An Economic Analysis
Chapter 3: Short-Run Effects of Liberalization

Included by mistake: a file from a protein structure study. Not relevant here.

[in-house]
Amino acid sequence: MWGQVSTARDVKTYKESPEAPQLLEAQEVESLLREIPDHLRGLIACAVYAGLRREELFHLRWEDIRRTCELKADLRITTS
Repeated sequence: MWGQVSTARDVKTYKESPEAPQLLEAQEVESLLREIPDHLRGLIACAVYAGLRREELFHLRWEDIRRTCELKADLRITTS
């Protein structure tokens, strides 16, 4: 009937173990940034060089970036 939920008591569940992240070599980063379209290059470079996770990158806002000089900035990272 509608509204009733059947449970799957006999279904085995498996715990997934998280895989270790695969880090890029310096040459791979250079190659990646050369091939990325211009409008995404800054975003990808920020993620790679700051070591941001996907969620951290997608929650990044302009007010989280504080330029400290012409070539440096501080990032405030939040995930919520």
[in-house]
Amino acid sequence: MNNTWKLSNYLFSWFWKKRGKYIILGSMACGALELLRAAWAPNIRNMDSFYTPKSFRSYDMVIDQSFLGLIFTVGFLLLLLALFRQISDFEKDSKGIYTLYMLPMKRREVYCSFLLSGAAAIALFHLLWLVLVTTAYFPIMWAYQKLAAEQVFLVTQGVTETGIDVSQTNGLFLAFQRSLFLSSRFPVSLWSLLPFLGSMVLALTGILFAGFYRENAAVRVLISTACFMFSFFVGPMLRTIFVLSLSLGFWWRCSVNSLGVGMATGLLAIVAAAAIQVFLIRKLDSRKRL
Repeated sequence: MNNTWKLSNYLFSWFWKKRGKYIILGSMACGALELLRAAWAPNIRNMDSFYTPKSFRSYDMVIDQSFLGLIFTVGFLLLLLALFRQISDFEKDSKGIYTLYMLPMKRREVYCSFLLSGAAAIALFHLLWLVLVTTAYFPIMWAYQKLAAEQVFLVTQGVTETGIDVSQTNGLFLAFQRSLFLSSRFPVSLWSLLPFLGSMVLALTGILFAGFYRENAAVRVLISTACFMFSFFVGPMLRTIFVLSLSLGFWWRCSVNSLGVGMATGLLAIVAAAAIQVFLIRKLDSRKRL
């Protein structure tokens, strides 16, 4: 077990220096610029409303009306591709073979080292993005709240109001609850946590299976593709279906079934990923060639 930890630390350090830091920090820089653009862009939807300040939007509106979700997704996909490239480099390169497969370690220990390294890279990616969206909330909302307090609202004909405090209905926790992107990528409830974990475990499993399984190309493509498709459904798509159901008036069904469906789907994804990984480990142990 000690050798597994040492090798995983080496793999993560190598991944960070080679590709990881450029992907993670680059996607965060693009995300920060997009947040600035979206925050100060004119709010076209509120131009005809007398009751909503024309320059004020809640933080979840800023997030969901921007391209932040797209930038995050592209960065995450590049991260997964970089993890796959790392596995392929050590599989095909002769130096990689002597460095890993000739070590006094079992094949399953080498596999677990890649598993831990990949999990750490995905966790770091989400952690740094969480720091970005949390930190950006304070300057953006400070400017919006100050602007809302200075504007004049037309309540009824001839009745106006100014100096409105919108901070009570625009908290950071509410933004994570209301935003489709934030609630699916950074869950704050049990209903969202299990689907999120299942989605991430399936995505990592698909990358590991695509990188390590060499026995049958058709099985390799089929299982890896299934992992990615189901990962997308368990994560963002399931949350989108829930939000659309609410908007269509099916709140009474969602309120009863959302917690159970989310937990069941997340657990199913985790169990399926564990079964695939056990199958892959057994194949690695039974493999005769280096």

This chapter explores the short-run effects of a radical liberalization of Western European electricity and natural gas markets. As discussed in Chapter 1, such liberalization has long been a major policy goal of the European Union (EU). As detailed in Chapter 2, we consider the corner case where all markets related to the energy industry in Western Europe (extraction, transportation, distribution and retail) are competitive. Hence, the presently non-competitive national markets with limited international trade opportunities are transformed into efficient well-integrated regional markets. In the competitive equilibrium for both electricity and natural gas, the price differences across countries solely reflect cost differences (including the shadow prices of capacity constraints) and tax differences. Similarly, in each time period, price differences between users of electricity, as well as between users of natural gas, only reflect cost and tax differences. For each user group of electricity in each country, the price differences through the day and night solely reflect cost differences. Hence, in the competitive equilibrium, all arbitrage possibilities are exhausted: that is, it is not possible to buy energy goods, resell them to a different user group, and thereby make a profit. In general, the transformation to the competitive outcome changes all prices and all quantities. The changes in, for example, electricity supply cannot be considered independently of the price changes. Nonetheless, in explaining how the model works, it is frequently expedient to consider the quantity and price changes separately. This is the pedagogical strategy we employ. We first briefly report the...
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